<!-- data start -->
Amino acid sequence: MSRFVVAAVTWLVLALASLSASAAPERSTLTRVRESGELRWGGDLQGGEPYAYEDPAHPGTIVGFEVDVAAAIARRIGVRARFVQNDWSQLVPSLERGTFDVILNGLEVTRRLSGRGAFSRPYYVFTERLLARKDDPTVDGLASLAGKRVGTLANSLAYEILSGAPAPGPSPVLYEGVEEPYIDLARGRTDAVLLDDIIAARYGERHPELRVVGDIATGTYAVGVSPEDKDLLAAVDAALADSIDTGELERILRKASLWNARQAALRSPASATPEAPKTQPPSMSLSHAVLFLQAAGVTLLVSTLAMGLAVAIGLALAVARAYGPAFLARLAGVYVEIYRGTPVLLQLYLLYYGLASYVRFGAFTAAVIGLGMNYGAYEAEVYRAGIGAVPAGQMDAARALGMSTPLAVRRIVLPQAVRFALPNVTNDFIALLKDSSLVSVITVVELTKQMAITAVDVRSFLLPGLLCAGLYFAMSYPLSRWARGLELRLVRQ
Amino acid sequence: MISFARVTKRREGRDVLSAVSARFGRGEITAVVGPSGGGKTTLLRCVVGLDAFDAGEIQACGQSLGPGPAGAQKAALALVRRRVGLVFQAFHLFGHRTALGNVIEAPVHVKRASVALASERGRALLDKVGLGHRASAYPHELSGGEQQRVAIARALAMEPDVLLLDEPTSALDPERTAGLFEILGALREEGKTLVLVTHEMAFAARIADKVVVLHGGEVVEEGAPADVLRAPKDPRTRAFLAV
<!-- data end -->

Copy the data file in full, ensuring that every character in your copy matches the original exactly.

Amino acid sequence: MSRFVVAAVTWLVLALASLSASAAPERSTLTRVRESGELRWGGDLQGGEPYAYEDPAHPGTIVGFEVDVAAAIARRIGVRARFVQNDWSQLVPSLERGTFDVILNGLEVTRRLSGRGAFSRPYYVFTERLLARKDDPTVDGLASLAGKRVGTLANSLAYEILSGAPAPGPSPVLYEGVEEPYIDLARGRTDAVLLDDIIAARYGERHPELRVVGDIATGTYAVGVSPEDKDLLAAVDAALADSIDTGELERILRKASLWNARQAALRSPASATPEAPKTQPPSMSLSHAVLFLQAAGVTLLVSTLAMGLAVAIGLALAVARAYGPAFLARLAGVYVEIYRGTPVLLQLYLLYYGLASYVRFGAFTAAVIGLGMNYGAYEAEVYRAGIGAVPAGQMDAARALGMSTPLAVRRIVLPQAVRFALPNVTNDFIALLKDSSLVSVITVVELTKQMAITAVDVRSFLLPGLLCAGLYFAMSYPLSRWARGLELRLVRQ
Amino acid sequence: MISFARVTKRREGRDVLSAVSARFGRGEITAVVGPSGGGKTTLLRCVVGLDAFDAGEIQACGQSLGPGPAGAQKAALALVRRRVGLVFQAFHLFGHRTALGNVIEAPVHVKRASVALASERGRALLDKVGLGHRASAYPHELSGGEQQRVAIARALAMEPDVLLLDEPTSALDPERTAGLFEILGALREEGKTLVLVTHEMAFAARIADKVVVLHGGEVVEEGAPADVLRAPKDPRTRAFLAV